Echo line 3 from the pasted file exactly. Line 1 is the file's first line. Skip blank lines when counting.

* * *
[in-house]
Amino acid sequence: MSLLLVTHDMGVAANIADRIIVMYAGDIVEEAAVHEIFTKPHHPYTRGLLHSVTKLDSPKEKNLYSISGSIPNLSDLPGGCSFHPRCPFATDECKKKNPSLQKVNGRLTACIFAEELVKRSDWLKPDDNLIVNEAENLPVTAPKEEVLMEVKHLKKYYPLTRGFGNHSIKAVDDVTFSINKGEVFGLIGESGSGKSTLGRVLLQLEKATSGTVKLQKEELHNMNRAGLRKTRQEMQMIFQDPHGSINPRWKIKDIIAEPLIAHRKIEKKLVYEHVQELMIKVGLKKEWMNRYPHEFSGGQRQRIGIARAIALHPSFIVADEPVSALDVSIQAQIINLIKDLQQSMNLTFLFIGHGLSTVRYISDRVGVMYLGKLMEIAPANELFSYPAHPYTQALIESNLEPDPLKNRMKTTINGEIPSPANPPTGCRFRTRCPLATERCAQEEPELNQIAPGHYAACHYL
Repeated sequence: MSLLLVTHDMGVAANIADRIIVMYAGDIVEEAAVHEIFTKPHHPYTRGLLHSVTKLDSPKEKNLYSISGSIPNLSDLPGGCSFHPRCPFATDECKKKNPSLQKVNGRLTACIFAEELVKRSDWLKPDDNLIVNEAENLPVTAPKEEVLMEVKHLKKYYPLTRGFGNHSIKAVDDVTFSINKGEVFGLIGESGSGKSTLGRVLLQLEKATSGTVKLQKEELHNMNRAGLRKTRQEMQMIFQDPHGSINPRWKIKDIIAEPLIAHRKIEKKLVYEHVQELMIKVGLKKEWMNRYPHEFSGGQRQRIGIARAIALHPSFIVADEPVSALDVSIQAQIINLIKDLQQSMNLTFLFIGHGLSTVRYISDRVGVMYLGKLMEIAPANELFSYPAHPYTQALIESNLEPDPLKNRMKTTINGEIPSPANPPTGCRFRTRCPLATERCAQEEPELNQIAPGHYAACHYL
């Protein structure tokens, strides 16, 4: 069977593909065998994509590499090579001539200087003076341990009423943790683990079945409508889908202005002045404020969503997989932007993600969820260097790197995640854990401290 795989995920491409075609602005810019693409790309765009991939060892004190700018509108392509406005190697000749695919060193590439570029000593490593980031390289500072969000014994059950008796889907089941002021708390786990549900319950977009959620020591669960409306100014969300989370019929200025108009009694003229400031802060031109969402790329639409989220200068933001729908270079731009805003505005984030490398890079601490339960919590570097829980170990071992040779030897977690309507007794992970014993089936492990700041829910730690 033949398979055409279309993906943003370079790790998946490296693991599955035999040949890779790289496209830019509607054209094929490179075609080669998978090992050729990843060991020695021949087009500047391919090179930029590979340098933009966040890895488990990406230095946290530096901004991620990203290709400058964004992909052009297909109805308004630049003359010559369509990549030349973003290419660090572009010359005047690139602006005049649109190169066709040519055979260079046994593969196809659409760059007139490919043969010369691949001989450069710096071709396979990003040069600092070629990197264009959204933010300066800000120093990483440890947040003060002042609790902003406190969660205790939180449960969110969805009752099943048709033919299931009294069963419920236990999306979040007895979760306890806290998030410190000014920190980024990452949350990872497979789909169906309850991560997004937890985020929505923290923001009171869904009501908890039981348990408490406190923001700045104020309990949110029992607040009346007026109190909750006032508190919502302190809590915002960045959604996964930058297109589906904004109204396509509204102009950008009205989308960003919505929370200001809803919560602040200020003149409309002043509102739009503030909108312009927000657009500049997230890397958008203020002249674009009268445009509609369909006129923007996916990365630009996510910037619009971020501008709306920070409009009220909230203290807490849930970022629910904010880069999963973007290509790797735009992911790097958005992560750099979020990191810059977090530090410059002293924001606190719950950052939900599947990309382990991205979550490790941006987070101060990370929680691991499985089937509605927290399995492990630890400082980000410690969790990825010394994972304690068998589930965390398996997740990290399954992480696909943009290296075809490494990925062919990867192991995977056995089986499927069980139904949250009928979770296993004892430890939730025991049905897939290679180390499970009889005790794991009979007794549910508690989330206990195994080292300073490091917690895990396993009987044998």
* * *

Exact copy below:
Repeated sequence: MSLLLVTHDMGVAANIADRIIVMYAGDIVEEAAVHEIFTKPHHPYTRGLLHSVTKLDSPKEKNLYSISGSIPNLSDLPGGCSFHPRCPFATDECKKKNPSLQKVNGRLTACIFAEELVKRSDWLKPDDNLIVNEAENLPVTAPKEEVLMEVKHLKKYYPLTRGFGNHSIKAVDDVTFSINKGEVFGLIGESGSGKSTLGRVLLQLEKATSGTVKLQKEELHNMNRAGLRKTRQEMQMIFQDPHGSINPRWKIKDIIAEPLIAHRKIEKKLVYEHVQELMIKVGLKKEWMNRYPHEFSGGQRQRIGIARAIALHPSFIVADEPVSALDVSIQAQIINLIKDLQQSMNLTFLFIGHGLSTVRYISDRVGVMYLGKLMEIAPANELFSYPAHPYTQALIESNLEPDPLKNRMKTTINGEIPSPANPPTGCRFRTRCPLATERCAQEEPELNQIAPGHYAACHYL